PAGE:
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The Academy Awards are over a month away, and the show’s details have been a drip-drip as the season presents various challenges for award shows and ratings. In a letter to this year’s Oscar nominees, the show’s producers, Emmy nominee Jesse Collins (“Zoboomafoo”), Oscar nominee Stacey Sher (“Django Unchained” and “Erin Brockovich”) and Oscar winner Steven Soderbergh (best director for 2000’s “Traffic”) announced there will be no Zoom option for the artists that choose not to attend, either because of “scheduling or continued uneasiness about traveling.”

Taking impeccable notes from the Golden Globes and Emmys that had winners accepting their awards via Zoom, the producers state, “We are going to great lengths to provide a safe and enjoyable evening for all of you in person, as well as for all the millions of film fans around the world, and we feel the virtual thing will diminish those efforts.”

The trio also gave notes regarding keeping speeches short, so the show doesn’t run “too long” and encouraged the eventual winners to “read the room” and “tell a story.”

The show’s practical aspects were also shared and described in the email, which characterized the gathering as “an intimate, in-person event” which will take place at Union Station in Los Angeles, with additional show elements occurring live from the Dolby Theatre in Hollywood. With a strong emphasis on safety, the Oscars will be treating the show as an active movie set, with “specifically designed testing cadences” to ensure up-to-the-minute results, including an on-site COVID safety team with PCR testing capabilities.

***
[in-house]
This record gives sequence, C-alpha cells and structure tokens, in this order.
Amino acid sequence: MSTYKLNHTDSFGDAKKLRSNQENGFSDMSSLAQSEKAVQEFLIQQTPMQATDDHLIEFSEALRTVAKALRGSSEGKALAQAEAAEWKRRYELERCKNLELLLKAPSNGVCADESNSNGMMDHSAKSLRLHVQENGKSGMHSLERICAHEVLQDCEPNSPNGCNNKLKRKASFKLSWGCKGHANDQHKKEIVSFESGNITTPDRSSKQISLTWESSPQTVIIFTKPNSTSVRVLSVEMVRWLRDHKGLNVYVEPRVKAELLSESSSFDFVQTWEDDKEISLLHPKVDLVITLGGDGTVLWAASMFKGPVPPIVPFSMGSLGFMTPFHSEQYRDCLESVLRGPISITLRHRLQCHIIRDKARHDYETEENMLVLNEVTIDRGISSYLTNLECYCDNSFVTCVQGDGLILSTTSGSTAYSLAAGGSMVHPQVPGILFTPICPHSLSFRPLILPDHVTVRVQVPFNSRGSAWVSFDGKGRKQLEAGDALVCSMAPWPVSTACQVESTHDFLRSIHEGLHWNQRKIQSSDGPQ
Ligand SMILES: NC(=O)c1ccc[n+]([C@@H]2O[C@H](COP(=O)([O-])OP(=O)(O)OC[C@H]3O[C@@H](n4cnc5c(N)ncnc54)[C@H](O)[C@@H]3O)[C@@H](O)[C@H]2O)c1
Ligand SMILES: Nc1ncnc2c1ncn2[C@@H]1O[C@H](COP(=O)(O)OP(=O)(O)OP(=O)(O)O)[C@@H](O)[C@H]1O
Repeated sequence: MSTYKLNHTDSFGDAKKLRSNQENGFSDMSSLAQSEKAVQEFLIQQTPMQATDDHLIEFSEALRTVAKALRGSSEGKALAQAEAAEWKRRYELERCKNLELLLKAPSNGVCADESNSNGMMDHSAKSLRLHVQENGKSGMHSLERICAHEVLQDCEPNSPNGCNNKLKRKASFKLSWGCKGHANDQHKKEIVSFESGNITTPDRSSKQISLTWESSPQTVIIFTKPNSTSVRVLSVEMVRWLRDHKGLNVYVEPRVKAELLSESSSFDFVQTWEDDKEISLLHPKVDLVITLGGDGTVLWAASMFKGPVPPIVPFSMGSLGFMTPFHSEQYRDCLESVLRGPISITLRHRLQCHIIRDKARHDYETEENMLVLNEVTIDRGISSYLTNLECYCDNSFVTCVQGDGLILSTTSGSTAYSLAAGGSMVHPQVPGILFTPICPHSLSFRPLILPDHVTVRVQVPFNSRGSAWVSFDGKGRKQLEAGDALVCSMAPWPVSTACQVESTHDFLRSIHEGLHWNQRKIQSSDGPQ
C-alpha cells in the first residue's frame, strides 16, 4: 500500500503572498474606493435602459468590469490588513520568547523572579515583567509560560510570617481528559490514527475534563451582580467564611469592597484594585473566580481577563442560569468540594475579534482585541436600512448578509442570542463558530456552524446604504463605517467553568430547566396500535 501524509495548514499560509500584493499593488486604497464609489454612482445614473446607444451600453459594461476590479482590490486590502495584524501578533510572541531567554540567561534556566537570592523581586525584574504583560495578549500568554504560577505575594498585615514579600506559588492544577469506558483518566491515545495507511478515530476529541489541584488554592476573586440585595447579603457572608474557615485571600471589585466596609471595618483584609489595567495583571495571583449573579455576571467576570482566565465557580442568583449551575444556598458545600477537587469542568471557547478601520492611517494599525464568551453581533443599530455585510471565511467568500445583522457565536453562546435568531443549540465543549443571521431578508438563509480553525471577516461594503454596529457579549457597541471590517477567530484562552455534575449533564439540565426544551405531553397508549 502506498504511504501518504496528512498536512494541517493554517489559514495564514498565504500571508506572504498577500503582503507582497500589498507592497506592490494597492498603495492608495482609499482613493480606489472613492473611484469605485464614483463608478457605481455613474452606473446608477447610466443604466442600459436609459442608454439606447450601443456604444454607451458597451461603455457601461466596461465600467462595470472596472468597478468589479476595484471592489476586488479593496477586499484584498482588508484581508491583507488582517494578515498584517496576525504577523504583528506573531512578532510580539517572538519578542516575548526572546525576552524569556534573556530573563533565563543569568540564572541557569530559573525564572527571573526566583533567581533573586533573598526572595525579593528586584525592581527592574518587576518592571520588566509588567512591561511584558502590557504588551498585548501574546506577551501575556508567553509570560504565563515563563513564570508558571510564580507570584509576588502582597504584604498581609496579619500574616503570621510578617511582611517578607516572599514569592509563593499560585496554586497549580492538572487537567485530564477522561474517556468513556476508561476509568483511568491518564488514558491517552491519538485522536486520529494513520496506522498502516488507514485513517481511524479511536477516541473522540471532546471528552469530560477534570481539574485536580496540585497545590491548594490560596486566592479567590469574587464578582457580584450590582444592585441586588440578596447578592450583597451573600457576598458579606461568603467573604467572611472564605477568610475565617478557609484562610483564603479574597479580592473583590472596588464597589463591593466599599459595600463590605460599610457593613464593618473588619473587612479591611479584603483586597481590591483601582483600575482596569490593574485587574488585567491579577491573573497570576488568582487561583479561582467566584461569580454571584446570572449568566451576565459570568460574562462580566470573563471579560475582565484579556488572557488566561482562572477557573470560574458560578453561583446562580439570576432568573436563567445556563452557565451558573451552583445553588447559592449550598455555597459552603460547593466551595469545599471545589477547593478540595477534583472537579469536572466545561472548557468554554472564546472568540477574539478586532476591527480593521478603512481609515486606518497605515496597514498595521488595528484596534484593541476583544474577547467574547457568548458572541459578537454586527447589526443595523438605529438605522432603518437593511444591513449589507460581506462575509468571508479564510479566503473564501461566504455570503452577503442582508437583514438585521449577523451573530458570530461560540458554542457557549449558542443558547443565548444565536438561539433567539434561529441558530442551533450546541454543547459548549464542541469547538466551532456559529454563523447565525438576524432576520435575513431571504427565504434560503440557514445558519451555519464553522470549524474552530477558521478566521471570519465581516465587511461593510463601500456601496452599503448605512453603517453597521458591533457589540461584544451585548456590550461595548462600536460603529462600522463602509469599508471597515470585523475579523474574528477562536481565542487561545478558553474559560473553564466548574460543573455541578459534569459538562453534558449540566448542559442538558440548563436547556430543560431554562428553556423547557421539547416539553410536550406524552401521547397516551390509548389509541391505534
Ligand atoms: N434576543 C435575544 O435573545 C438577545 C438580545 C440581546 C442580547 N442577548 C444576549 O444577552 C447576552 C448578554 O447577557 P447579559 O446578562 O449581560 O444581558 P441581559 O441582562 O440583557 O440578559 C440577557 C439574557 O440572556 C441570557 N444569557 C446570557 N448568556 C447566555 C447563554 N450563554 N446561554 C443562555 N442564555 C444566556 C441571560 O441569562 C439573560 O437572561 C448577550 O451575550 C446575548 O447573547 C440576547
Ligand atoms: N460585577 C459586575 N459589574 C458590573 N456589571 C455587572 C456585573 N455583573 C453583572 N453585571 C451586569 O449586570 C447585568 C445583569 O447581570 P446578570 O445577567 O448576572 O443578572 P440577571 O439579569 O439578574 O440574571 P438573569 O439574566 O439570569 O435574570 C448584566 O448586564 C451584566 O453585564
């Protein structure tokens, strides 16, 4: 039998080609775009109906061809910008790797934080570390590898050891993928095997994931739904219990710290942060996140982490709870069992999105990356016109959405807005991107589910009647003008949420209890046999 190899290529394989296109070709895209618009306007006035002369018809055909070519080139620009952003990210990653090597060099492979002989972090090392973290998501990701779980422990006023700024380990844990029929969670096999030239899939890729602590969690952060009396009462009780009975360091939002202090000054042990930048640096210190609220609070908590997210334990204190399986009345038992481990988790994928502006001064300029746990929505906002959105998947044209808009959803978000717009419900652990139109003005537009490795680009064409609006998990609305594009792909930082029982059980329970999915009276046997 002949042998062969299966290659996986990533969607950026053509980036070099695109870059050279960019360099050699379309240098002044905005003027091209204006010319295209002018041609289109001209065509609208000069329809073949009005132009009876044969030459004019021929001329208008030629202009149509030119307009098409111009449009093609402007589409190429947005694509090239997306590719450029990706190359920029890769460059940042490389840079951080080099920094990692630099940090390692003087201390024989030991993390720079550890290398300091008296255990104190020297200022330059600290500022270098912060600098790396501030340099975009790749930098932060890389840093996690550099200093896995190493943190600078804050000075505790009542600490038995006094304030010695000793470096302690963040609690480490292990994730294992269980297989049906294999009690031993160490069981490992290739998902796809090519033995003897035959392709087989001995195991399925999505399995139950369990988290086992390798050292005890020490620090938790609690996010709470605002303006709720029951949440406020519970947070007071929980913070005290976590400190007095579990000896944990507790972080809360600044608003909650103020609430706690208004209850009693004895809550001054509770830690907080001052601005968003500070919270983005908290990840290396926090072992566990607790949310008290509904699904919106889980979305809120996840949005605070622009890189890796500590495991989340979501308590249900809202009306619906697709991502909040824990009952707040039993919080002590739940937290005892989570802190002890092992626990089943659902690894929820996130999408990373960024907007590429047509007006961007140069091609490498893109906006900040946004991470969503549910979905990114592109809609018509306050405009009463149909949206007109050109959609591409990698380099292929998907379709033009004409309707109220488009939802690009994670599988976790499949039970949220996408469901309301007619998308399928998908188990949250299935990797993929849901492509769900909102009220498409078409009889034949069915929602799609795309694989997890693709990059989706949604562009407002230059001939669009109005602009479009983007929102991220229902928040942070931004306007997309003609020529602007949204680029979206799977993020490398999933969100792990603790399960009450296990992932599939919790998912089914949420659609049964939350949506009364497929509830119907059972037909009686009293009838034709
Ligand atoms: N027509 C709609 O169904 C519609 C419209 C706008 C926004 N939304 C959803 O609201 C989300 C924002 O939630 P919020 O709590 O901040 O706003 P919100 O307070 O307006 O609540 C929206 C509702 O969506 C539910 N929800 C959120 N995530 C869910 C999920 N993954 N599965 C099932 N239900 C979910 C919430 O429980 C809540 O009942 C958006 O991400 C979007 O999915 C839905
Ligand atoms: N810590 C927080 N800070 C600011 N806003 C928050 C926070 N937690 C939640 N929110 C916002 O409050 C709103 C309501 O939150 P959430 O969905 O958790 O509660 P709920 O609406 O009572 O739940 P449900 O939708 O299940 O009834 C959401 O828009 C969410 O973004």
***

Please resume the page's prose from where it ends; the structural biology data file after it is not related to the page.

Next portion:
Additional instructions will be sent to nominees traveling from outside Los Angeles directly.

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Emphasizing the message that “stories matter,” the telecast’s producers are requesting that every nominee be interviewed briefly to ensure everyone receives equal prominence. The purpose is to highlight the connections between “all of us who work in the movies and show that the process is uniquely intimate, collaborative, and fun.” No details were shared about who would be interviewing them or when it would run during the show.

There will also be a pre-show gathering in the Union Station courtyard for the preceding 90 minutes with nominees and guests. Only guests and the presenters will be attending the live telecast.

Also included were details regarding the evening’s dress code, which aims to be “a fusion of inspirational and aspirational, which in actual words means “formal is cool if you want to go there, but casual is really not.” In other words, there will be no Larry McMurtry (Oscar-winning screenwriter of “Brokeback Mountain”) jean moments.

The nominations announced on March 15 were the most diverse and inclusive field in the 93-year history. Two female filmmakers, Chloé Zhao of “Nomadland” and Emerald Fennell of “Promising Young Woman,” were nominated for best director, with their films receiving best picture nominations. Nine of the 20 acting slots were recognized by POC, including Riz Ahmed (“Sound of Metal”), the late Chadwick Boseman and Viola Davis (“Ma Rainey’s Black Bottom”), Steven Yeun and Yuh-Jung Youn (“Minari”), Andra Day (“The United States vs. Billie Holiday”), Leslie Odom Jr (“One Night in Miami”) and Daniel Kaluuya and Lakeith Stanfield (“Judas and the Black Messiah”).

The Oscars will air on Sunday, April 25, on ABC.

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